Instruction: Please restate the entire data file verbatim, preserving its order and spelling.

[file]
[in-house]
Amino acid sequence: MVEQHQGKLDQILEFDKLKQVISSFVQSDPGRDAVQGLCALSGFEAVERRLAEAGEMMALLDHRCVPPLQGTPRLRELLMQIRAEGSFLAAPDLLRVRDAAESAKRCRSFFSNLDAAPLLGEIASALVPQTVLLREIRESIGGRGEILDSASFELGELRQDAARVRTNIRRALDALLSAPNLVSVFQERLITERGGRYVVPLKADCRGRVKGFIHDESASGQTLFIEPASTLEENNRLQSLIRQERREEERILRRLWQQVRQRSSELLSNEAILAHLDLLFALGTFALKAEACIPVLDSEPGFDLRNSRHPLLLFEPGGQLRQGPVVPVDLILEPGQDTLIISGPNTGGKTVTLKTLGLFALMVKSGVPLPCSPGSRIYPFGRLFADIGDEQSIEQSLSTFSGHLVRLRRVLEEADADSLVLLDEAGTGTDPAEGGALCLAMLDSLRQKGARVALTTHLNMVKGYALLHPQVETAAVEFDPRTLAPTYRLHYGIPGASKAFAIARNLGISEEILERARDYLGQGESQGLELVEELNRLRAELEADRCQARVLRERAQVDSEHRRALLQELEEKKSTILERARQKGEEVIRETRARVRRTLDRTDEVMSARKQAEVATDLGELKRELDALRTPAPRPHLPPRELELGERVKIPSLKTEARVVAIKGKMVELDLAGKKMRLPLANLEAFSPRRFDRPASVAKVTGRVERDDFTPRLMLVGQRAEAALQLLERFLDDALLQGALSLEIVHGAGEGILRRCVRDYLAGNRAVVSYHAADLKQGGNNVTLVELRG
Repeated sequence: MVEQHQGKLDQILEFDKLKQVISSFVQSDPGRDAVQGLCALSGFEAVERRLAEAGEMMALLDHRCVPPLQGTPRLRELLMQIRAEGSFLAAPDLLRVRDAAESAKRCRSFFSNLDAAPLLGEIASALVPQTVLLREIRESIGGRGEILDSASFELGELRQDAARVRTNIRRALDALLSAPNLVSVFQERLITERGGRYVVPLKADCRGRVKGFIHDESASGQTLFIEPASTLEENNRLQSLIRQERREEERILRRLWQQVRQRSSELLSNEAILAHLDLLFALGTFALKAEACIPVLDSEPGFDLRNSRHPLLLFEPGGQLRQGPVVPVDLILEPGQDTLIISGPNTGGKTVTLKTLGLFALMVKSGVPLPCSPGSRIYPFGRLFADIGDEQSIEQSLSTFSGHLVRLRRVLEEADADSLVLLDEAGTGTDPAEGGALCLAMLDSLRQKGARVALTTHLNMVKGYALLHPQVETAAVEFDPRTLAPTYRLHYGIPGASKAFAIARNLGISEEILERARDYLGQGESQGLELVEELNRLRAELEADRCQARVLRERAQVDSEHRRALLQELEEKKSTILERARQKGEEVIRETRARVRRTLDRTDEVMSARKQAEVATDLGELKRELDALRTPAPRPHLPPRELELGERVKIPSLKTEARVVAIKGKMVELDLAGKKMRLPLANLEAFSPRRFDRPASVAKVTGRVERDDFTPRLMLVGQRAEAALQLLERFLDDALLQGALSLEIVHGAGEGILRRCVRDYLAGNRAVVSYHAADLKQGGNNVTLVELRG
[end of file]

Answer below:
[in-house]
Amino acid sequence: MVEQHQGKLDQILEFDKLKQVISSFVQSDPGRDAVQGLCALSGFEAVERRLAEAGEMMALLDHRCVPPLQGTPRLRELLMQIRAEGSFLAAPDLLRVRDAAESAKRCRSFFSNLDAAPLLGEIASALVPQTVLLREIRESIGGRGEILDSASFELGELRQDAARVRTNIRRALDALLSAPNLVSVFQERLITERGGRYVVPLKADCRGRVKGFIHDESASGQTLFIEPASTLEENNRLQSLIRQERREEERILRRLWQQVRQRSSELLSNEAILAHLDLLFALGTFALKAEACIPVLDSEPGFDLRNSRHPLLLFEPGGQLRQGPVVPVDLILEPGQDTLIISGPNTGGKTVTLKTLGLFALMVKSGVPLPCSPGSRIYPFGRLFADIGDEQSIEQSLSTFSGHLVRLRRVLEEADADSLVLLDEAGTGTDPAEGGALCLAMLDSLRQKGARVALTTHLNMVKGYALLHPQVETAAVEFDPRTLAPTYRLHYGIPGASKAFAIARNLGISEEILERARDYLGQGESQGLELVEELNRLRAELEADRCQARVLRERAQVDSEHRRALLQELEEKKSTILERARQKGEEVIRETRARVRRTLDRTDEVMSARKQAEVATDLGELKRELDALRTPAPRPHLPPRELELGERVKIPSLKTEARVVAIKGKMVELDLAGKKMRLPLANLEAFSPRRFDRPASVAKVTGRVERDDFTPRLMLVGQRAEAALQLLERFLDDALLQGALSLEIVHGAGEGILRRCVRDYLAGNRAVVSYHAADLKQGGNNVTLVELRG
Repeated sequence: MVEQHQGKLDQILEFDKLKQVISSFVQSDPGRDAVQGLCALSGFEAVERRLAEAGEMMALLDHRCVPPLQGTPRLRELLMQIRAEGSFLAAPDLLRVRDAAESAKRCRSFFSNLDAAPLLGEIASALVPQTVLLREIRESIGGRGEILDSASFELGELRQDAARVRTNIRRALDALLSAPNLVSVFQERLITERGGRYVVPLKADCRGRVKGFIHDESASGQTLFIEPASTLEENNRLQSLIRQERREEERILRRLWQQVRQRSSELLSNEAILAHLDLLFALGTFALKAEACIPVLDSEPGFDLRNSRHPLLLFEPGGQLRQGPVVPVDLILEPGQDTLIISGPNTGGKTVTLKTLGLFALMVKSGVPLPCSPGSRIYPFGRLFADIGDEQSIEQSLSTFSGHLVRLRRVLEEADADSLVLLDEAGTGTDPAEGGALCLAMLDSLRQKGARVALTTHLNMVKGYALLHPQVETAAVEFDPRTLAPTYRLHYGIPGASKAFAIARNLGISEEILERARDYLGQGESQGLELVEELNRLRAELEADRCQARVLRERAQVDSEHRRALLQELEEKKSTILERARQKGEEVIRETRARVRRTLDRTDEVMSARKQAEVATDLGELKRELDALRTPAPRPHLPPRELELGERVKIPSLKTEARVVAIKGKMVELDLAGKKMRLPLANLEAFSPRRFDRPASVAKVTGRVERDDFTPRLMLVGQRAEAALQLLERFLDDALLQGALSLEIVHGAGEGILRRCVRDYLAGNRAVVSYHAADLKQGGNNVTLVELRG